Spotting blood in stool is one sign people are scared of as they start thinking that they have a serious disease. It is not normal to have blood in stool and it certainly needs one to seek medical attention. But presence of blood in stool takes certain forms such as black stool or red stool. This is mainly based on which part of the gut the bleeding could be occurring. However, there is one complex topic that does not seem to have clear answers.
When people see dark or black spots in stool, they may confuse them with black stools. Different explanations have been brought forward as to what could cause the stool to have black specks or dots. It may not necessarily be related to bleeding in GI tract but there is need for people who experience such signs to consider seeking medical help especially when it happens for quite some time and have ruled out the possibility of the specks being caused by some food one ate.
Changes in stool color
Stool begins out with green color and turns bright yellow when moving through digestive tract. When it mixes with bile and bacteria, it turns brown. A normal person would release brown stool but when the color is green, black, or yellow, it might indicate a problem. The color of stool may vary significantly and could also be a clue for various diseases and conditions affecting the gut.
Normal stool appears brown because of its composition. Bacteria, bile, water, bilirubin, indigestible plant matter such cellulose, broken down red blood cells, and some amounts of fat and protein all contribute to the color of stool. When your stool appears red, it indicates presence of bleeding within the lower GI tract from condition like diverticulitis and hemorrhoids. It may also signify a more serious condition such as rectal cancer.
Indigested red food coloring and beets could make the stool to appear red. When there is rapid transit of stool in intestines, it makes it to come out green. This is because there is no enough time for bile to break down the stool to its final brown color. Green stool could also be a sign of Crohn’s disease, indigestion of leafy greens, use of antibiotics, or iron therapy.
When you have yellow stool, it could be as a result of dysfunctional gallbladder that causes improper handling of the bile. Black stool may be caused by bleeding occurring in the upper GI tract but it could also be seen in people who use iron therapy, take heavy meat, and use compounds containing bismuth.
Possible causes of black dots in stool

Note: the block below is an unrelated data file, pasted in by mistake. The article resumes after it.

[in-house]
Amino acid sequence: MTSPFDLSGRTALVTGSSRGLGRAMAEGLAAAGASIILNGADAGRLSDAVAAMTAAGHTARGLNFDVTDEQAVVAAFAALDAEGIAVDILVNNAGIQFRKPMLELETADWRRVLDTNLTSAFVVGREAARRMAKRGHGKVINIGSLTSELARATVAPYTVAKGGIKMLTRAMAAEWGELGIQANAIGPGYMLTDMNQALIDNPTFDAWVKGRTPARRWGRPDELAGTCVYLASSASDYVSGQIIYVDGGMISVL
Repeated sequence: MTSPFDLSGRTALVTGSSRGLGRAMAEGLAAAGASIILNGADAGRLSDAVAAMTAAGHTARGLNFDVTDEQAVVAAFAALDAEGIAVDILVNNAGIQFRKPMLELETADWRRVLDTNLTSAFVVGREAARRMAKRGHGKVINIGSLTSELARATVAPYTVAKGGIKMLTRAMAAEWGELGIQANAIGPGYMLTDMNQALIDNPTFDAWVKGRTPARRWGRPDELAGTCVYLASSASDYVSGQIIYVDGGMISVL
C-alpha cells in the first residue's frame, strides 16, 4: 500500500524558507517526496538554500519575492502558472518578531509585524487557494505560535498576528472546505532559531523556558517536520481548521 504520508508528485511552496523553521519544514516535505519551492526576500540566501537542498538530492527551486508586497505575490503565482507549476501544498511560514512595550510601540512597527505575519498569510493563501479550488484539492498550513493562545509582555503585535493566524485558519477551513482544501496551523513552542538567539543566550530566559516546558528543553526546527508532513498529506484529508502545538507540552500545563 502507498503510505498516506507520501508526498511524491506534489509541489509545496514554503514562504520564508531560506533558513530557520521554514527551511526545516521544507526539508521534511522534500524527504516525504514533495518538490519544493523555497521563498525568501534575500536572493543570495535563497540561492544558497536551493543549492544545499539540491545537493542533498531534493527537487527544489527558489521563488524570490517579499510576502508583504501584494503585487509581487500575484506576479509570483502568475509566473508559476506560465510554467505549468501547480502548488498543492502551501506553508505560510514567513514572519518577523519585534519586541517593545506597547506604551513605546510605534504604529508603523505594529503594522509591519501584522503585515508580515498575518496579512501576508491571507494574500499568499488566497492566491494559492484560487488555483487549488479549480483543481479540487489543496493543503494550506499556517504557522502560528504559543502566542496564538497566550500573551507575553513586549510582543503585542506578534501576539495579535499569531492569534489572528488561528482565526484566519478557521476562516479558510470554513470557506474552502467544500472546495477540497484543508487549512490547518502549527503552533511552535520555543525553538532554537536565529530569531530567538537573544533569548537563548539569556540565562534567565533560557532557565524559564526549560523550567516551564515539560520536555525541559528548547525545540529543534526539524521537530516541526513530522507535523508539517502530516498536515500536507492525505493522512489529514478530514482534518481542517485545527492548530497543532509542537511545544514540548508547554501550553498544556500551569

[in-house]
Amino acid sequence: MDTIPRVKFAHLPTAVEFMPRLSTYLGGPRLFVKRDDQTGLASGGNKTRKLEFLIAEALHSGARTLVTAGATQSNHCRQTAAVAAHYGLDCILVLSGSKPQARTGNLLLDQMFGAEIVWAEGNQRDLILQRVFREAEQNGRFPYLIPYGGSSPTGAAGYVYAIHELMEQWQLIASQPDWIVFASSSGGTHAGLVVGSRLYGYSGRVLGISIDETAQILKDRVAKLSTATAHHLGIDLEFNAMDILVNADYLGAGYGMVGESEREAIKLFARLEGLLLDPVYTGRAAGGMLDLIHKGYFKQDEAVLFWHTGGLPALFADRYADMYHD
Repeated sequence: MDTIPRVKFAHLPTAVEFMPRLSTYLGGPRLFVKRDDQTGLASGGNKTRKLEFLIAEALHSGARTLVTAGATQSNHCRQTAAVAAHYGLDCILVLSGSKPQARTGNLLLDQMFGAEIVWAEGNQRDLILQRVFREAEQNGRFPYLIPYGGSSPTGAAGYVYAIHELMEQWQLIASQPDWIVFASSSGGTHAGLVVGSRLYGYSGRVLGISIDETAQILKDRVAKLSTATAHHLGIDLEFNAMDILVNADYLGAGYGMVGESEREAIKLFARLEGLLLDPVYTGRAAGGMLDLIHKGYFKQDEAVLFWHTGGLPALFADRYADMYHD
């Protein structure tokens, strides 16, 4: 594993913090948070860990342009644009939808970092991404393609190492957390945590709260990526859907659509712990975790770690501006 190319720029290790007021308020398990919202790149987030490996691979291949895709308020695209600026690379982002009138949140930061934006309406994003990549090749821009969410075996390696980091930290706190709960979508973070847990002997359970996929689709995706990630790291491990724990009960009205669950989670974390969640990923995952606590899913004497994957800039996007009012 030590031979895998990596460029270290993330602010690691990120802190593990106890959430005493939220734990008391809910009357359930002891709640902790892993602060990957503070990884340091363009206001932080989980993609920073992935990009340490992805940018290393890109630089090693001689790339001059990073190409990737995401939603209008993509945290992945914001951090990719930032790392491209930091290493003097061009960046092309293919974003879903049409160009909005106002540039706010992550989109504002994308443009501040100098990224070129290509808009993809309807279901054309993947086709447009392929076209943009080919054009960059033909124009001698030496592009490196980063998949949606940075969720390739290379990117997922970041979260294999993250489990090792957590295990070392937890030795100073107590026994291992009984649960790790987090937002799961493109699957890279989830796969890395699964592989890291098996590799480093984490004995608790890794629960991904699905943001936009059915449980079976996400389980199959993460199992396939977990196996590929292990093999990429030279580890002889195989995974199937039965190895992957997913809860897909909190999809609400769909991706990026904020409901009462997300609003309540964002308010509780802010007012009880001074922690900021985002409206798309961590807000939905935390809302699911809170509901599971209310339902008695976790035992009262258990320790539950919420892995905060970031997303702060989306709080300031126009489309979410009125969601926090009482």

It is not likely that blood from GI would appear as dry flecks on stool. While it is true that blood turns black when it is digested, however, when you see black dots, they may not necessarily mean that there is blood. In most cases, the black dots may be caused by particles from food or things one has eaten.
Bleeding from upper GI is subjected to churning and digestive actions of gut and most probably, the stool including any blood present is diffusely black and may not indicate black spots or flecks on surface. Bleeding in lower segments of GI can occur but this will present red color in stool. The black specs you see on stool could be due to intake of foods or fruits like banana. This is quite common and usually, there is no course for alarm.
Other possible causes, which may contribute to black dots in stool, are blood from duodenum or stomach. Taking aspirin may cause many small areas of the stomach mucosa to bleed and this could result to black spots. If you are seeing black specks in stool, you may want to check what you are eating. If you have taken bananas, this might be a possible cause. You can do a simple elimination test at home by not eating the bananas and then examine if there are changes in the stool. Other things you take like pepper could also cause such signs. Undigested seeds of fruits may also present in form of black dots in stool.
When to seek medical help
You should seek medical attention to rule out any possibility of bleeding occurring within the upper gastrointestinal part. If you have other symptoms accompanying the black specks in stool such a pain in abdomen, cramps, change in bowel movement, diarrhea, or lack of appetite, you need to consult with a doctor.
Tests can be conducted to help determine the cause of such specks. If the cause is from eating certain foods, it would easily be detected when one avoids the food or fruits. But when one eliminates the food item and still the specks continue to appear in stool, it should be treated as something that needs medical attention.